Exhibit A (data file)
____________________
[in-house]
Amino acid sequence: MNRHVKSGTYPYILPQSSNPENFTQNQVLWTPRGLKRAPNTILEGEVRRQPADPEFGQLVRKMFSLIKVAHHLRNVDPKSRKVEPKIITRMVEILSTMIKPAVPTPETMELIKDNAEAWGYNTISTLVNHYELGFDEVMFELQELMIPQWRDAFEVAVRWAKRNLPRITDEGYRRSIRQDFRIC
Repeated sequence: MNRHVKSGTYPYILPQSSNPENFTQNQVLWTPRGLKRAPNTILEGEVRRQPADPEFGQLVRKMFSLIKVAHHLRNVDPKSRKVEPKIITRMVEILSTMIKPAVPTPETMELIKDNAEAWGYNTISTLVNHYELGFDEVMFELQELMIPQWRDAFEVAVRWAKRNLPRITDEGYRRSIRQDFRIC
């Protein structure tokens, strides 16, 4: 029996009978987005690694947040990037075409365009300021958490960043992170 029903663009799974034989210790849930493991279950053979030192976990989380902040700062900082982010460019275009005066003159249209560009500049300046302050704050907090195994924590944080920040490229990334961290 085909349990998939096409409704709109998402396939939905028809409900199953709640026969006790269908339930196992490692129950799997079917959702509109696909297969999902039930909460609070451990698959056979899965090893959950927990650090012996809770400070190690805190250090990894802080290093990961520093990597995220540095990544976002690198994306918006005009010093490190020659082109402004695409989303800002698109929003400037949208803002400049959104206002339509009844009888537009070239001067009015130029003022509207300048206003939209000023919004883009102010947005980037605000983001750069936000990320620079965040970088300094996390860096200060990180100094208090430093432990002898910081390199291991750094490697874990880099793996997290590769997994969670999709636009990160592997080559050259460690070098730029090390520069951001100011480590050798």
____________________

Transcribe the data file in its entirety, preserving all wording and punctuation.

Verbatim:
[in-house]
Amino acid sequence: MNRHVKSGTYPYILPQSSNPENFTQNQVLWTPRGLKRAPNTILEGEVRRQPADPEFGQLVRKMFSLIKVAHHLRNVDPKSRKVEPKIITRMVEILSTMIKPAVPTPETMELIKDNAEAWGYNTISTLVNHYELGFDEVMFELQELMIPQWRDAFEVAVRWAKRNLPRITDEGYRRSIRQDFRIC
Repeated sequence: MNRHVKSGTYPYILPQSSNPENFTQNQVLWTPRGLKRAPNTILEGEVRRQPADPEFGQLVRKMFSLIKVAHHLRNVDPKSRKVEPKIITRMVEILSTMIKPAVPTPETMELIKDNAEAWGYNTISTLVNHYELGFDEVMFELQELMIPQWRDAFEVAVRWAKRNLPRITDEGYRRSIRQDFRIC
């Protein structure tokens, strides 16, 4: 029996009978987005690694947040990037075409365009300021958490960043992170 029903663009799974034989210790849930493991279950053979030192976990989380902040700062900082982010460019275009005066003159249209560009500049300046302050704050907090195994924590944080920040490229990334961290 085909349990998939096409409704709109998402396939939905028809409900199953709640026969006790269908339930196992490692129950799997079917959702509109696909297969999902039930909460609070451990698959056979899965090893959950927990650090012996809770400070190690805190250090990894802080290093990961520093990597995220540095990544976002690198994306918006005009010093490190020659082109402004695409989303800002698109929003400037949208803002400049959104206002339509009844009888537009070239001067009015130029003022509207300048206003939209000023919004883009102010947005980037605000983001750069936000990320620079965040970088300094996390860096200060990180100094208090430093432990002898910081390199291991750094490697874990880099793996997290590769997994969670999709636009990160592997080559050259460690070098730029090390520069951001100011480590050798």